The lack of significant association between intent disclosure and firearm and poisoning use is likely due to the fact that sex, regardless of the intent disclosure status, was the most significant determinant of these two methods of suicide. Sex was not a significant factor for hanging/suffocation, although race/ethnicity was. Hispanics and Asian/Pacific Islanders were significantly less likely than Non-Hispanic White to use firearms but they were 3–4 times more likely to use hanging/suffocation. These may be a reflection of the overall lower gun ownership rates among Hispanics and Asian/Pacific Islanders compared to non-Hispanic Whites (Pew Research Center, 2021). More research is needed to better understand the negative association between intent disclosure and hanging/suffocation.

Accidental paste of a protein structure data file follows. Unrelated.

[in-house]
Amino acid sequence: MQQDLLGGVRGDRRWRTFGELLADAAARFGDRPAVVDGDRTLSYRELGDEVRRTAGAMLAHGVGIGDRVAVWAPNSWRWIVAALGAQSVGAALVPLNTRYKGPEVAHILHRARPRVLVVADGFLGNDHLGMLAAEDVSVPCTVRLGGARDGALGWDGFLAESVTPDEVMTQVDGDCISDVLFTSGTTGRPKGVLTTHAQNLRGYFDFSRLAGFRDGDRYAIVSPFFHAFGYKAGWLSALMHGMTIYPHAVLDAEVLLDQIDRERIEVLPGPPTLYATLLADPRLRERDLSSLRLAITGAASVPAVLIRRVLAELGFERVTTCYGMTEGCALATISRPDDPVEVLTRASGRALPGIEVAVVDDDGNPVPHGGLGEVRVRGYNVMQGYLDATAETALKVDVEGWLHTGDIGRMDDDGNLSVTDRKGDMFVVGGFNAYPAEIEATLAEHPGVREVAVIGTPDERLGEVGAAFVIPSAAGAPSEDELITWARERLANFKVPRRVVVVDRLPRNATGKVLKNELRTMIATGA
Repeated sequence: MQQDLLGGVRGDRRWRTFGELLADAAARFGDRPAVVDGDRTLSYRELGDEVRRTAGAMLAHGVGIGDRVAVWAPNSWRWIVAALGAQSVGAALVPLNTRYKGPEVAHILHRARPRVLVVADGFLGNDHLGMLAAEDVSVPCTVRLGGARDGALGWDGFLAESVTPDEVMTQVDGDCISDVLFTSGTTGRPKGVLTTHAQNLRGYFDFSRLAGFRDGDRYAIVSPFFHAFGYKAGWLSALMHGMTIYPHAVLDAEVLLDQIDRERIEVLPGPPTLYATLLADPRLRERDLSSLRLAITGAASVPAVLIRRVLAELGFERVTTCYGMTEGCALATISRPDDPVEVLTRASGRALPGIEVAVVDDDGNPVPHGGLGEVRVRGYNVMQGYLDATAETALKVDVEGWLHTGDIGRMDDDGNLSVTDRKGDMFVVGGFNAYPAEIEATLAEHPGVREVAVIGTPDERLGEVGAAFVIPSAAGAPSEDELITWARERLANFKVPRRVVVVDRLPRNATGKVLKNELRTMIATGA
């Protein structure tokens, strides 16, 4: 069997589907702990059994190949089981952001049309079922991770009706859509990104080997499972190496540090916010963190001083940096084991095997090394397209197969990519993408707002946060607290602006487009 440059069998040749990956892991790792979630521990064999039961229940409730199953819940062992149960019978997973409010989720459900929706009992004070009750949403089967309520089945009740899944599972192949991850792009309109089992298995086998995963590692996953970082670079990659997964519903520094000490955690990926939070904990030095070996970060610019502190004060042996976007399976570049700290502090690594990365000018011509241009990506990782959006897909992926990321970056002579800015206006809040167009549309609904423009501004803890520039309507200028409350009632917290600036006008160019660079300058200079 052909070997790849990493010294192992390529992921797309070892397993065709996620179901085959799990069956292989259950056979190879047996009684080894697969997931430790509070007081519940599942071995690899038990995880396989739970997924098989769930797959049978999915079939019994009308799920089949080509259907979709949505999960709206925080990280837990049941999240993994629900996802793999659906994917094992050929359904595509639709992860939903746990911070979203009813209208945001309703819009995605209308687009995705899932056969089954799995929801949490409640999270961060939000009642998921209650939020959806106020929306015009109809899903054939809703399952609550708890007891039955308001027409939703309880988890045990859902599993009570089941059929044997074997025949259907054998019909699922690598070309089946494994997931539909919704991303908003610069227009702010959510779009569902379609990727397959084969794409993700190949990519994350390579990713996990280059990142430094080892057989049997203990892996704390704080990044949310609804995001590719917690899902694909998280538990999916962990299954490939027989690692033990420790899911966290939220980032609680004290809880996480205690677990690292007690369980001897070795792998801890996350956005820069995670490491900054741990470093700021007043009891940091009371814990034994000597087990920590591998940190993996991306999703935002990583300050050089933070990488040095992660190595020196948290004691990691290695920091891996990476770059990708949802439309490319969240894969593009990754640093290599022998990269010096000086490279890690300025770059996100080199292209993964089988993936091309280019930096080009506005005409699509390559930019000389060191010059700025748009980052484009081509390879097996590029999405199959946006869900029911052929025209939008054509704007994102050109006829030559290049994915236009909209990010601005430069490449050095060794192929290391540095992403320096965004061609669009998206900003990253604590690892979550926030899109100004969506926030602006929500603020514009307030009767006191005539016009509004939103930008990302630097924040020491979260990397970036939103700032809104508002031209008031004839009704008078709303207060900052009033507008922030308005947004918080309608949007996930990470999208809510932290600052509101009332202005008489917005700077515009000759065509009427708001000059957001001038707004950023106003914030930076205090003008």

As opposed to silent suicidal behaviors, intent disclosure provides a significant opportunity to prevent suicide. Although only one out of five older suicide decedents disclosed suicidal intent, this is not an insignificant proportion as timely interventions may have been able to prevent suicide. The higher likelihood of intent disclosure among all three age groups of older suicide decedents with physical health problems and mental health/substance misuse/addiction in the 65–74 and 75+ age groups have the following implications for suicide prevention. First, patient-centered/directed comfort and palliative care, including better pain management, is needed for older adults who perceive physical health problems as immutable and suicide as the only way to spare them further suffering. Special attention should be paid to older men suffering from physical health problems who may be at risk of suicide. As most of them may not disclose their suicidal intent, it may be necessary to thoroughly screen for and intervene against suicidal behavior. Healthcare services that recognize and support informal caregivers of older adults are also needed to equip those caregivers with practical tools and skill sets for detecting suicidal ideation/intent in their loved ones and implementing suicide prevention steps. Programs like Applied Suicide Intervention Skills Training (ASIST) have been found to save lives (Ashwood et al., 2015).